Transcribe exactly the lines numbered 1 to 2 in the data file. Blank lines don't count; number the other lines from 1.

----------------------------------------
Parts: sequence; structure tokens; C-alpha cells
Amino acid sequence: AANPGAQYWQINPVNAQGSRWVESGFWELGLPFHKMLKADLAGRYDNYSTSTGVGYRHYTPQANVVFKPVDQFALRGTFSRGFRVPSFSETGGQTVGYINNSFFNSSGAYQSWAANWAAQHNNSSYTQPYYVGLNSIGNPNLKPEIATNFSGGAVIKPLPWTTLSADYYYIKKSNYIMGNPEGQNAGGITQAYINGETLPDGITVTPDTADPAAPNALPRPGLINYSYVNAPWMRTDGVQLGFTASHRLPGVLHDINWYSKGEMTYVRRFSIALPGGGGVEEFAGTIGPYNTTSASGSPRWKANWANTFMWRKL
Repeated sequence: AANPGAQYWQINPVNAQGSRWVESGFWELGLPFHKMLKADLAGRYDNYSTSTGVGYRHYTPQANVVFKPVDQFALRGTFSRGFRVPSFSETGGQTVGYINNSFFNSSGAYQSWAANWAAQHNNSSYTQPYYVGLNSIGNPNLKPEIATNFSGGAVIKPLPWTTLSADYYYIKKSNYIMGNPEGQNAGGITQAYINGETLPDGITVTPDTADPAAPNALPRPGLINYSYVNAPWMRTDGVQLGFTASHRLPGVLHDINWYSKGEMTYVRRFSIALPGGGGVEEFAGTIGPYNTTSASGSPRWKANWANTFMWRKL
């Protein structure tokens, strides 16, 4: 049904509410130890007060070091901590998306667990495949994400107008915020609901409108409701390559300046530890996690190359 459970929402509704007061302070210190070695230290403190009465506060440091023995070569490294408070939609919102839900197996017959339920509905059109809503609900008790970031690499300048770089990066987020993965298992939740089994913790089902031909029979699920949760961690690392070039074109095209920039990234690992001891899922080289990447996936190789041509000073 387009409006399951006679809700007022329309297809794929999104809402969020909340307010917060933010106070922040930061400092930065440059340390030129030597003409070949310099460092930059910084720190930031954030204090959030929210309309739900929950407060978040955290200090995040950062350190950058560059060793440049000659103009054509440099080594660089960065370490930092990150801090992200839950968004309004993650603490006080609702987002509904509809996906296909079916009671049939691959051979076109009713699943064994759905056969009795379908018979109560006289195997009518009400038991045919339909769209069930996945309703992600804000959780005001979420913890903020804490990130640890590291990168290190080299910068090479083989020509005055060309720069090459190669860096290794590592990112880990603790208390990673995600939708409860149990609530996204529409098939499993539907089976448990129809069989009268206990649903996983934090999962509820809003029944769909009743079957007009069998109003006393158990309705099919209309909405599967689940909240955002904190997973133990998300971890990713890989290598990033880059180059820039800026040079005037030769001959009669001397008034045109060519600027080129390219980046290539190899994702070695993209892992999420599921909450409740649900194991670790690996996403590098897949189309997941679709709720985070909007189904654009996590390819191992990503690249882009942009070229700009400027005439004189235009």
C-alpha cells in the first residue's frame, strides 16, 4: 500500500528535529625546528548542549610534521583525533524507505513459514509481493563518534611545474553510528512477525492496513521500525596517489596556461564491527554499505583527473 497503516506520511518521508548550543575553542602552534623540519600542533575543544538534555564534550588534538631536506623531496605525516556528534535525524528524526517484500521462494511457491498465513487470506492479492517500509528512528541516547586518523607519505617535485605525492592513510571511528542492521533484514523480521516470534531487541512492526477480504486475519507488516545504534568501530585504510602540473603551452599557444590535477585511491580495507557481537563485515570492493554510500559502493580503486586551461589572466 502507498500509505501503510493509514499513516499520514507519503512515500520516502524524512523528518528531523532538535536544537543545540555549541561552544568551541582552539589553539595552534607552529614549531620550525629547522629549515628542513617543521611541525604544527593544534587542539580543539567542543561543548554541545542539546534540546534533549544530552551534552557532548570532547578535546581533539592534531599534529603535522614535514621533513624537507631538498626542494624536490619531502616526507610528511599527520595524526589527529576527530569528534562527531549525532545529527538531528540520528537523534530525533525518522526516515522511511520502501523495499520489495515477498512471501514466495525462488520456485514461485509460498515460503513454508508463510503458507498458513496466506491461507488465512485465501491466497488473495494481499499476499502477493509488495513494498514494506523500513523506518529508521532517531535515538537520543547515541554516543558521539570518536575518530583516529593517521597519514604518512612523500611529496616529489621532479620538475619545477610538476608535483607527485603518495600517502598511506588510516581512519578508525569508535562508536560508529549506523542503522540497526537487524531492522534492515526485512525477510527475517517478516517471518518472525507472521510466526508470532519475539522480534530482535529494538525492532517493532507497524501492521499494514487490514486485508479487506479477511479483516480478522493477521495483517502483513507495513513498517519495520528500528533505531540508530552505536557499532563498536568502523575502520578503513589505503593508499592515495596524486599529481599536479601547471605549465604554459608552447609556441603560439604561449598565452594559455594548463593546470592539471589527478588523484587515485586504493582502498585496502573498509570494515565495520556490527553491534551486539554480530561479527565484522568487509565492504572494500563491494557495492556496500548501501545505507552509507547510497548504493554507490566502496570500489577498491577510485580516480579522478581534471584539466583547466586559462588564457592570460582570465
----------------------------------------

Parts: sequence; structure tokens; C-alpha cells
Amino acid sequence: AANPGAQYWQINPVNAQGSRWVESGFWELGLPFHKMLKADLAGRYDNYSTSTGVGYRHYTPQANVVFKPVDQFALRGTFSRGFRVPSFSETGGQTVGYINNSFFNSSGAYQSWAANWAAQHNNSSYTQPYYVGLNSIGNPNLKPEIATNFSGGAVIKPLPWTTLSADYYYIKKSNYIMGNPEGQNAGGITQAYINGETLPDGITVTPDTADPAAPNALPRPGLINYSYVNAPWMRTDGVQLGFTASHRLPGVLHDINWYSKGEMTYVRRFSIALPGGGGVEEFAGTIGPYNTTSASGSPRWKANWANTFMWRKL